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Isaiah Campbell: Second chance with GED
I met Isaiah Campbell in early December at a minimum wage rally in front of a McDonalds and Burger King in Northeast Minneapolis. Organized by Minnesotans for a Fair Economy and SEIU, the action called for an increase in minimum wage.
It was a bitterly cold day, one of those days where you dread leaving your house. I was running a behind that day because of the cold and got to the rally 20 minutes after it was supposed to start. Unfortunately, that meant I missed the speakers, one of whom was Campbell.
Luckily I was able to speak with him anyway, as the protesters hurried off to some place warm. Campbell struck me as someone with a lot of confidence — well spoken and with charisma. He’s someone who is working his way toward more of a leadership role at SEIU. He’s got plans for going to Hennepin Technical College and making advances in his career, but he wasn’t always so focused.
Campbell attended the Girls and Boys High School in Brooklyn, New York, but dropped out after three years. “I spent a few years in New York partying,” he said. He had a job at a beauty supply store and at Dunkin Donuts, and spent a lot of time dancing in clubs and getting to fights. “I was at a standstill,” he said.
Realizing that he had to turn his life around, he moved out to Minnesota to live with his uncle, who had gone to Sioux Falls to play football and then migrated to the Twin Cities. Campbell moved in with his uncle, and got a job with a structural engineering firm, and made enough money to move his family to Minnesota too. He was concerned about his little brother following the same path of getting into trouble. “I didn’t feel it was a good environment for them,” he said. “So I flew them out here.”
The job with his uncle was great, but when the economy crashed, Campbell was one of the first to be laid off. Things got pretty bad then.
“I had lost my job, lost my apartment. I was living out of my car,” he said. He received help from a female friend, who gave him a place to stay and helped him get back on his feet. “I took a real hard look in the mirror,” he said.
That was when he ended up working for various minimum wage jobs, such as at White Castle, and eventually as a school custodian, through a temp agency placement.
Working as a temp in the schools was okay, but Campbell soon realized that many of the schools require you to have a Boiler License in order to get full time work. So Campbell set out to obtain his GED.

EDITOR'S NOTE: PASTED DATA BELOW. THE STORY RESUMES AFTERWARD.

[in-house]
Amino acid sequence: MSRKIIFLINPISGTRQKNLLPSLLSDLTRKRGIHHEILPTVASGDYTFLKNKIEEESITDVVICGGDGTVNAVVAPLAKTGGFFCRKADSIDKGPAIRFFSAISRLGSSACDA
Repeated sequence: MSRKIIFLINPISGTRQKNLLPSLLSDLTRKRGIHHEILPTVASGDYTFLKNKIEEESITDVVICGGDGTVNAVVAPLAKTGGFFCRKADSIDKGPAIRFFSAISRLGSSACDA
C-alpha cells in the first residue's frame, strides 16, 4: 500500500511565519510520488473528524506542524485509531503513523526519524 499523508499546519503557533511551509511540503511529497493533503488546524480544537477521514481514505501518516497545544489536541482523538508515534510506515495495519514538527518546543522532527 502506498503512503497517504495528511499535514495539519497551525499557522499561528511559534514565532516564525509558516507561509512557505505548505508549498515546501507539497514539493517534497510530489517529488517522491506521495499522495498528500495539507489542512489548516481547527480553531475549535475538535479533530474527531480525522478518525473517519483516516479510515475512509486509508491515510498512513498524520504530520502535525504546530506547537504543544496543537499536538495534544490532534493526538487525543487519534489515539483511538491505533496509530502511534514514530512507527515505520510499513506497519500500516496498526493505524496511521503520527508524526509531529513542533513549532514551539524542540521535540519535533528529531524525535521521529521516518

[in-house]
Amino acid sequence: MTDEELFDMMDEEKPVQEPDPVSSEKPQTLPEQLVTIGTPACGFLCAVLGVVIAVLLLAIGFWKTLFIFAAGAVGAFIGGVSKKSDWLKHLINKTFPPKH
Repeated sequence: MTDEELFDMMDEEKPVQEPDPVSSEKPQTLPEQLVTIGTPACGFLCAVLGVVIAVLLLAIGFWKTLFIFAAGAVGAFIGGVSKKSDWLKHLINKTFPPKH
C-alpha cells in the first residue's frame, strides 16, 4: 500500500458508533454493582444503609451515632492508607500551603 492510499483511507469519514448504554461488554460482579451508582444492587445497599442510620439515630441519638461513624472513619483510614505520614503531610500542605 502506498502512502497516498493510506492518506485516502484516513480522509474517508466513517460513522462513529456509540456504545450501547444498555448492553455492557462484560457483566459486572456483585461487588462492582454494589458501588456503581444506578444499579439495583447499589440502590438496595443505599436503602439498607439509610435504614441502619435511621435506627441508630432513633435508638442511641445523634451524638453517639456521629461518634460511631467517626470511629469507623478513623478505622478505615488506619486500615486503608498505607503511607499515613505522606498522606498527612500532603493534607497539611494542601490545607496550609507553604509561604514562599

He took classes at Eisenhower Elementary School in Hopkins, which has an Adult Education program, where he studied for a year a half. While he might have been able to pass the GED without spending so much time in class, Campbell said he wanted to prepare himself to do more schooling beyond the high school equivalency. “I prepared myself to sit in class and studied for a year and a half so when I took the next step it wouldn’t be so overwhelming,” he said.
After he received his GED, Campbell worked on getting his Boiler License, which he plans to test for in February.
Depending on what happens with a full time position he’s hoping to get, Campbell has plans to eventually attend Hennepin Technical College to earn his HVAC degree.
Campbell still dances, but he does so in a more positive way than when he used to party and fight a lot. Now he’s a member of the Real Believer’s Faith Center, in North Minneapolis. “We have a real nice group of men in the church,” he said. “With my talent, I’ve turned it over to the Lord. I can show these younger kids who like to dance some of my talent.”
Every year, we hear the dismal percentages of students who graduate from high school in four years. In some districts, this number hovers around 50 percent. That number can be misleading, since if you include students who graduate in five years or six years, the number becomes much higher, and if you include students who obtain their GED, it’s higher still.
Getting a GED may not be the same a graduating from high school, but for young people who have made mistakes or had to drop out of school, the GED provides them with a second chance.
Campbell strikes me as a strong example as to why the GED is so important. Yes, perhaps there could have been more support at his high school to keep him in high school in the first place, but because that didn’t happen, he was able to turn his life around by going back to school and getting a fresh start with hid GED. Campbell’s story also shows how narrowly focusing on the four year graduation rate ignores the young people who ask for a second chance.